A zero-day vulnerability in Western Digital My Book Live NAS devices allowed a threat actor to perform mass-factory resets of devices last week, leading to data loss.
Last week, we broke the story that Western Digital My Book Live NAS owners suddenly discovered that their stored files had mysteriously disappeared. Unfortunately, the factory reset also reset the admin passwords, so users could not log in to their devices via the web dashboard or SSH.
After some users analyzed the device’s logs, they found that on June 24th, a script called factoryRestore.sh was executed on their devices, which wiped the device’s files.
Jun 24 00:26:53 MyBookLive factoryRestore.sh: begin script: Jun 24 00:26:53 MyBookLive shutdown: shutting down for system reboot Jun 24 00:26:53 MyBookLive logger: exit standby after 9674 (since 2021-06-23 21:45:39.926803414 +0100)
Western Digital had originally told BleepingComputer that the attacks were being conducted through a 2018 vulnerability tracked as CVE-2018-18472, which was not fixed as the device has been out of support since 2015.
It turns out that while threat actors used this vulnerability in attacks against My Book Live devices, it was actually a different zero-day vulnerability responsible for the factory resets.
Zero-day used to perform factory resets
A report by Censys CTO Derek Abdine revealed that the latest firmware for My Book Live devices contained a zero-day vulnerability that allowed a remote attacker to perform factory resets on Internet-connected devices.
While performing factory resets is commonly allowed via remote administration consoles, they always require an admin to authenticate themselves to the device first.
In the aptly named system_factory_restore script in the My Book Live’s firmware, the authentication checks were commented out, making it possible for anyone with access to the device to perform a factory reset.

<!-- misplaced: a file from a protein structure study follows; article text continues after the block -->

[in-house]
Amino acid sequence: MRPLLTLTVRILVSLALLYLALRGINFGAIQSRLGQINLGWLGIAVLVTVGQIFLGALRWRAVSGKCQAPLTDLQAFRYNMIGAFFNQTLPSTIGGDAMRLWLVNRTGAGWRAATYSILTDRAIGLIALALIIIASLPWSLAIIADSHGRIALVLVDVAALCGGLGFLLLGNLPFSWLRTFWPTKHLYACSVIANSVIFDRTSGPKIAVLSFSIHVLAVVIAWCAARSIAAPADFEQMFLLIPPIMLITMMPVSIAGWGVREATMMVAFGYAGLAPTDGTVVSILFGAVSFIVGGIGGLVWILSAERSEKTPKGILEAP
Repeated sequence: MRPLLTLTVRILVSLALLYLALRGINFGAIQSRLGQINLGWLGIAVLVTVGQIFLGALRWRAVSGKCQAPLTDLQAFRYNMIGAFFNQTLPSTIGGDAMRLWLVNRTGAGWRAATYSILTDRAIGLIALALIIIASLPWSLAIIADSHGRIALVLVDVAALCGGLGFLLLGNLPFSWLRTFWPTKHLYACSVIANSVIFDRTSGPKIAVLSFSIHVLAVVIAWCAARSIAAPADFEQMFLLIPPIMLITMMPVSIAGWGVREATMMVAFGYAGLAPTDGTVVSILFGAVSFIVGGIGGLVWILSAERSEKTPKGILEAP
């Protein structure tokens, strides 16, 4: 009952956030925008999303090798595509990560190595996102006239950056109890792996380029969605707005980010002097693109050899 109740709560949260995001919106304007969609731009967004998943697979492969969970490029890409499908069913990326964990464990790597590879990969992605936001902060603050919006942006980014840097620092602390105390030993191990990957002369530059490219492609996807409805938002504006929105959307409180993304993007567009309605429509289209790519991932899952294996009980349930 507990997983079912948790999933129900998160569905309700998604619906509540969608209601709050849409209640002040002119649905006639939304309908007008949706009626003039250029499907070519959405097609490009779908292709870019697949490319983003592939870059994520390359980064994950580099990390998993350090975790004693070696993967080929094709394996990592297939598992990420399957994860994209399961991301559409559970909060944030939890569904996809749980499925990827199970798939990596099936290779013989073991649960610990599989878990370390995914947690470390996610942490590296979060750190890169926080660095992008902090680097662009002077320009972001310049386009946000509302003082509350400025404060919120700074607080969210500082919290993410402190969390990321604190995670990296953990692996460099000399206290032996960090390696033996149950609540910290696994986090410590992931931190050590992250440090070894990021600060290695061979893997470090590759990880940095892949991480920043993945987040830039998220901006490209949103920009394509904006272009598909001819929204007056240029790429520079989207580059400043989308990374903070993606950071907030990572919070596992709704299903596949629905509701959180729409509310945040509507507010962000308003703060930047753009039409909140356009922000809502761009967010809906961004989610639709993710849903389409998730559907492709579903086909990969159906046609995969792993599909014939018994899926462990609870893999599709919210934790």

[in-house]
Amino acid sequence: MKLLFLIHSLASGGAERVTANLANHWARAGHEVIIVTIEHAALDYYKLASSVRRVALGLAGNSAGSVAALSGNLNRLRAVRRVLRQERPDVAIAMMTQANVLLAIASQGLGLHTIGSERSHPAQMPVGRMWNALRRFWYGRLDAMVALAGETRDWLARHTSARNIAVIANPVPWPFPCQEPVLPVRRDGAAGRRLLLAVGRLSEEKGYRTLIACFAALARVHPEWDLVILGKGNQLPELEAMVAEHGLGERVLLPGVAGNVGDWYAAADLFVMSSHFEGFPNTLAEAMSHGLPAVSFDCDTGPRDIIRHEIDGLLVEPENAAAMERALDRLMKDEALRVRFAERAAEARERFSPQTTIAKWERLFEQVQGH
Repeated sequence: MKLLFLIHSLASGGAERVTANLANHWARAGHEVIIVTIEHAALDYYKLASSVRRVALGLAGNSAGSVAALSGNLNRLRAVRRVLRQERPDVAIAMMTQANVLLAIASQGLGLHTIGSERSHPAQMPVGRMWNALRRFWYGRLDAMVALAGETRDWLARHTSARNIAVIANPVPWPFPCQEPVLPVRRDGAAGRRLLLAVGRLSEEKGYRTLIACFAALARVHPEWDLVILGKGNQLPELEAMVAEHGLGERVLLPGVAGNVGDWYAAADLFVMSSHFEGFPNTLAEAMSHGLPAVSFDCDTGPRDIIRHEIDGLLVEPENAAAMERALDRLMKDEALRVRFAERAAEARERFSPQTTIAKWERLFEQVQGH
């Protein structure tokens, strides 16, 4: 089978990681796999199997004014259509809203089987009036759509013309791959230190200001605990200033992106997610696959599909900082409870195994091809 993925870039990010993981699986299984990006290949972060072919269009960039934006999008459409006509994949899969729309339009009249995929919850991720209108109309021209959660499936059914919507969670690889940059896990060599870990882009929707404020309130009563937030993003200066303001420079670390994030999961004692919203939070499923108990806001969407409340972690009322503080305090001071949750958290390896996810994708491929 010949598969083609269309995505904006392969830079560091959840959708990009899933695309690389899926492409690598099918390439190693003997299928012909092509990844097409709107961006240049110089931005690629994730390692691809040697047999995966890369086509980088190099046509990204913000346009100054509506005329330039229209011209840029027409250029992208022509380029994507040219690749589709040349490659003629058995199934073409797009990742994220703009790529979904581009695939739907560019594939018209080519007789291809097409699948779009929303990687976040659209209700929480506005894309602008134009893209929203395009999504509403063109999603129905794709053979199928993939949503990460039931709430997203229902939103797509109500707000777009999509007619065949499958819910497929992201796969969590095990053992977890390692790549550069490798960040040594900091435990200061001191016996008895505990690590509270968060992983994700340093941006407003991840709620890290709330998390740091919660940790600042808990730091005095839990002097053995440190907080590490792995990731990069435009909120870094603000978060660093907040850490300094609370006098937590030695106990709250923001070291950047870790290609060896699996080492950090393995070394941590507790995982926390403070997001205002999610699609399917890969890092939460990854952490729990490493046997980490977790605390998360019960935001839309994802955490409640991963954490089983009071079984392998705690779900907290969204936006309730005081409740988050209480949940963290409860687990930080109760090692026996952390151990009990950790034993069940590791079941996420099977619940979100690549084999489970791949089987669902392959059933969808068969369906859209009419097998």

In a script shared with Dan Goodin of Ars Technica, who was also notified independently of the zero-day, you can see the get() and post() functions having authentication checks commented out for some reason by a Western Digital developer.
As long as the threat actors could determine the correct parameters to the endpoint, they could perform a mass trigger of factory resets on devices worldwide.
The Battle for control of the NAS
While hackers used the zero-day vulnerability to perform factory resets of devices, it appears that there may have been malicious activity going on for quite a while before that.
From research conducted by Abdine, threat actors have been mass-exploiting the 2018 CVE-2018-18472 remote code execution vulnerability to infect publicly exposed My Book Live devices and add them into a botnet.
Using the vulnerability, the threat actors would execute a command on the router that would download a script from a remote site and execute it, as illustrated below.
One of the payloads seen by an affected user was uploaded to VirusTotal, where DrWeb detects it as a variant of Linux.Ngioweb.27, a known Linux botnet that targets IoT devices. Another payload was also seen in attacks, but it not clear what malware family it belongs to.
Once enlisted in the botnet, the threat actors could remotely use the My Book Live NAS devices to potentially perform DDoS attacks, attack other devices, execute commands, or even steal files.
The attacks would also password-protect various scripts to prevent the devices from being taken over by rival botnets or other threat actors.
While we now have some insight into the various attacks targeting the My Book Live devices, we do not have a motive for a threat actor performing mass-wipes of the NAS devices.
Abdine believes that the mass-wipes using the zero-day might have been an attempt by another threat actor or the botnet’s rival to reset the device so that they could take control over the device.
“As for motive for POSTing to this endpoint on a mass scale, it is unknown, but it could be an attempt at a rival botnet operator to take over these devices or render them useless (it is likely that the username and password are reset to their default of admin/admin, allowing another attacker to take control), or someone who wanted to otherwise disrupt the botnet which has likely been around for some time, since these issues have existed since 2015,” explains Abdine.
Consumer IoT devices are a valuable commodity in the world of cybercrime as they allow threat actors to perform attacks while remaining unnoticed.
As IoT devices do not have many external signals to indicate that they have been tampered with, threat actors can use them as part of their malicious campaigns for a long time without being detected.
For now, users should prevent their My Book Live devices from being publicly accessible and only use them on their local network or behind a VPN.
BleepingComputer has reached out to Western Digital to see if they would be releasing a patch for this vulnerability, which is unlikely as the devices have been unsupported for six years.